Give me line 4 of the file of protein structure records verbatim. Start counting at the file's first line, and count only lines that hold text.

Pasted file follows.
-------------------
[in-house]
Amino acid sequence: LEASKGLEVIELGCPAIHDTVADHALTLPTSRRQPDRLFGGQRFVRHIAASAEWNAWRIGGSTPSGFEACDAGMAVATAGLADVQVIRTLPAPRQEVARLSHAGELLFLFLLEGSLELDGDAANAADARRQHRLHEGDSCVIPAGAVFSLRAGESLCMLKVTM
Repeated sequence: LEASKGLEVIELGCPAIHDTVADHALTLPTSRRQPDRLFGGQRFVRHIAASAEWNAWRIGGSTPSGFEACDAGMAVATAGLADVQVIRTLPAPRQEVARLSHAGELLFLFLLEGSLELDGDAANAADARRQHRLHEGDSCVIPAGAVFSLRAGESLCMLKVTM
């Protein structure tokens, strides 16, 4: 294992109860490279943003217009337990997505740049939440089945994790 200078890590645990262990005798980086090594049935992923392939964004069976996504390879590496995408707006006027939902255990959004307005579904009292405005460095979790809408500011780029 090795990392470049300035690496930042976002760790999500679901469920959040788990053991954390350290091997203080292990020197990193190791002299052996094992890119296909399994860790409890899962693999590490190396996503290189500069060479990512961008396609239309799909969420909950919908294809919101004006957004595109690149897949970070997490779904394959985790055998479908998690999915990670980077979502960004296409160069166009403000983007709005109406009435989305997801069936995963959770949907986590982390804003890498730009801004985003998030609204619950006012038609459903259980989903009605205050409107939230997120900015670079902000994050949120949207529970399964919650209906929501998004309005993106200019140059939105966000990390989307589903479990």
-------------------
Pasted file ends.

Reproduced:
């Protein structure tokens, strides 16, 4: 294992109860490279943003217009337990997505740049939440089945994790 200078890590645990262990005798980086090594049935992923392939964004069976996504390879590496995408707006006027939902255990959004307005579904009292405005460095979790809408500011780029 090795990392470049300035690496930042976002760790999500679901469920959040788990053991954390350290091997203080292990020197990193190791002299052996094992890119296909399994860790409890899962693999590490190396996503290189500069060479990512961008396609239309799909969420909950919908294809919101004006957004595109690149897949970070997490779904394959985790055998479908998690999915990670980077979502960004296409160069166009403000983007709005109406009435989305997801069936995963959770949907986590982390804003890498730009801004985003998030609204619950006012038609459903259980989903009605205050409107939230997120900015670079902000994050949120949207529970399964919650209906929501998004309005993106200019140059939105966000990390989307589903479990």